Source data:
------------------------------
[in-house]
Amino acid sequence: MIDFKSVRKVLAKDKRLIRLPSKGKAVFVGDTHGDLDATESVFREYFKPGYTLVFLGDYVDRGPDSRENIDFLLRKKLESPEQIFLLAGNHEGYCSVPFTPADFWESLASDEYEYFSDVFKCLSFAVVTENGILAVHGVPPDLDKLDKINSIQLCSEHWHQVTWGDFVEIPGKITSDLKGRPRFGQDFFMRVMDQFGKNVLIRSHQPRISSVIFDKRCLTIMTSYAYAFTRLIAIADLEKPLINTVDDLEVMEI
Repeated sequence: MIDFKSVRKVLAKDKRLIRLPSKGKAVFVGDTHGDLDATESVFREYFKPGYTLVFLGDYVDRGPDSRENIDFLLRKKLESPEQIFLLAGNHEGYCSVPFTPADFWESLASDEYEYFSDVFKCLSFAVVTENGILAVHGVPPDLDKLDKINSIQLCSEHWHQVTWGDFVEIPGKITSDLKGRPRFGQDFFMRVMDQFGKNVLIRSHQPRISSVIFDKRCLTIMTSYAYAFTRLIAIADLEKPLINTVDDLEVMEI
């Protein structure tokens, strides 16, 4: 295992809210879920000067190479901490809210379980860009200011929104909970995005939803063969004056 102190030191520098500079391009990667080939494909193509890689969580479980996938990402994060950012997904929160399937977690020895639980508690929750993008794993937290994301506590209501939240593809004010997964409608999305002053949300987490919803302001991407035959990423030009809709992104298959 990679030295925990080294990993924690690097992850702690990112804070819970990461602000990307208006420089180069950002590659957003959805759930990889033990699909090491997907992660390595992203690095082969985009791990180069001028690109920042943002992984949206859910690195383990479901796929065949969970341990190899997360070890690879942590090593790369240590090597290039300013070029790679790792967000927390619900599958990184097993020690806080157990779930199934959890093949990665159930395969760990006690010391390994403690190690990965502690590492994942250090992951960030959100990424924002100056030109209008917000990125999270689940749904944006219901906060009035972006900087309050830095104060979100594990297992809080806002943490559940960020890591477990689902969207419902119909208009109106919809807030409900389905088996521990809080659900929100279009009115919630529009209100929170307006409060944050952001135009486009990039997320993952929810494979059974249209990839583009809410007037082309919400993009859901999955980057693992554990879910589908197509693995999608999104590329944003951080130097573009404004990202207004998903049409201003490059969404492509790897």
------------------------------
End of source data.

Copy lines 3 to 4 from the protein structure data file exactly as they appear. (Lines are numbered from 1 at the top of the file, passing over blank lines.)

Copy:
Repeated sequence: MIDFKSVRKVLAKDKRLIRLPSKGKAVFVGDTHGDLDATESVFREYFKPGYTLVFLGDYVDRGPDSRENIDFLLRKKLESPEQIFLLAGNHEGYCSVPFTPADFWESLASDEYEYFSDVFKCLSFAVVTENGILAVHGVPPDLDKLDKINSIQLCSEHWHQVTWGDFVEIPGKITSDLKGRPRFGQDFFMRVMDQFGKNVLIRSHQPRISSVIFDKRCLTIMTSYAYAFTRLIAIADLEKPLINTVDDLEVMEI
């Protein structure tokens, strides 16, 4: 295992809210879920000067190479901490809210379980860009200011929104909970995005939803063969004056 102190030191520098500079391009990667080939494909193509890689969580479980996938990402994060950012997904929160399937977690020895639980508690929750993008794993937290994301506590209501939240593809004010997964409608999305002053949300987490919803302001991407035959990423030009809709992104298959 990679030295925990080294990993924690690097992850702690990112804070819970990461602000990307208006420089180069950002590659957003959805759930990889033990699909090491997907992660390595992203690095082969985009791990180069001028690109920042943002992984949206859910690195383990479901796929065949969970341990190899997360070890690879942590090593790369240590090597290039300013070029790679790792967000927390619900599958990184097993020690806080157990779930199934959890093949990665159930395969760990006690010391390994403690190690990965502690590492994942250090992951960030959100990424924002100056030109209008917000990125999270689940749904944006219901906060009035972006900087309050830095104060979100594990297992809080806002943490559940960020890591477990689902969207419902119909208009109106919809807030409900389905088996521990809080659900929100279009009115919630529009209100929170307006409060944050952001135009486009990039997320993952929810494979059974249209990839583009809410007037082309919400993009859901999955980057693992554990879910589908197509693995999608999104590329944003951080130097573009404004990202207004998903049409201003490059969404492509790897």